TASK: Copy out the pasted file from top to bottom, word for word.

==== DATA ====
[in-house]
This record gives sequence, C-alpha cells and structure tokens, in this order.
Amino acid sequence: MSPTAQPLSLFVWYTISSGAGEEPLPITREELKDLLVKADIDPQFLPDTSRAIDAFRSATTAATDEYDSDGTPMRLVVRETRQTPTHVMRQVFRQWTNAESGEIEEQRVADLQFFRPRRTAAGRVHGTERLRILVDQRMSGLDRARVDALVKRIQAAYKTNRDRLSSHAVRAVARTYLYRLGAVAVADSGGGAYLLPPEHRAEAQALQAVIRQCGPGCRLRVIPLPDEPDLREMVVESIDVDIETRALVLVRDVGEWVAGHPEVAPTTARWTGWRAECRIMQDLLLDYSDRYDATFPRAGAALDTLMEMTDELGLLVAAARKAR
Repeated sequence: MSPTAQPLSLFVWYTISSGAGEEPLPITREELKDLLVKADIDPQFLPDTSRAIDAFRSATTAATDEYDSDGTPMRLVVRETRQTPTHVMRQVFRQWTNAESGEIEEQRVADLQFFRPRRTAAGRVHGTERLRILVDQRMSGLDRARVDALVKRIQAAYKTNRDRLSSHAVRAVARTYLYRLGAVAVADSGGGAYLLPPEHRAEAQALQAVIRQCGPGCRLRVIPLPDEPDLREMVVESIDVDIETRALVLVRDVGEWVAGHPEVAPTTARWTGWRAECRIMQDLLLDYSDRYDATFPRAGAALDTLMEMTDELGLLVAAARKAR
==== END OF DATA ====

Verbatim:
[in-house]
This record gives sequence, C-alpha cells and structure tokens, in this order.
Amino acid sequence: MSPTAQPLSLFVWYTISSGAGEEPLPITREELKDLLVKADIDPQFLPDTSRAIDAFRSATTAATDEYDSDGTPMRLVVRETRQTPTHVMRQVFRQWTNAESGEIEEQRVADLQFFRPRRTAAGRVHGTERLRILVDQRMSGLDRARVDALVKRIQAAYKTNRDRLSSHAVRAVARTYLYRLGAVAVADSGGGAYLLPPEHRAEAQALQAVIRQCGPGCRLRVIPLPDEPDLREMVVESIDVDIETRALVLVRDVGEWVAGHPEVAPTTARWTGWRAECRIMQDLLLDYSDRYDATFPRAGAALDTLMEMTDELGLLVAAARKAR
Repeated sequence: MSPTAQPLSLFVWYTISSGAGEEPLPITREELKDLLVKADIDPQFLPDTSRAIDAFRSATTAATDEYDSDGTPMRLVVRETRQTPTHVMRQVFRQWTNAESGEIEEQRVADLQFFRPRRTAAGRVHGTERLRILVDQRMSGLDRARVDALVKRIQAAYKTNRDRLSSHAVRAVARTYLYRLGAVAVADSGGGAYLLPPEHRAEAQALQAVIRQCGPGCRLRVIPLPDEPDLREMVVESIDVDIETRALVLVRDVGEWVAGHPEVAPTTARWTGWRAECRIMQDLLLDYSDRYDATFPRAGAALDTLMEMTDELGLLVAAARKAR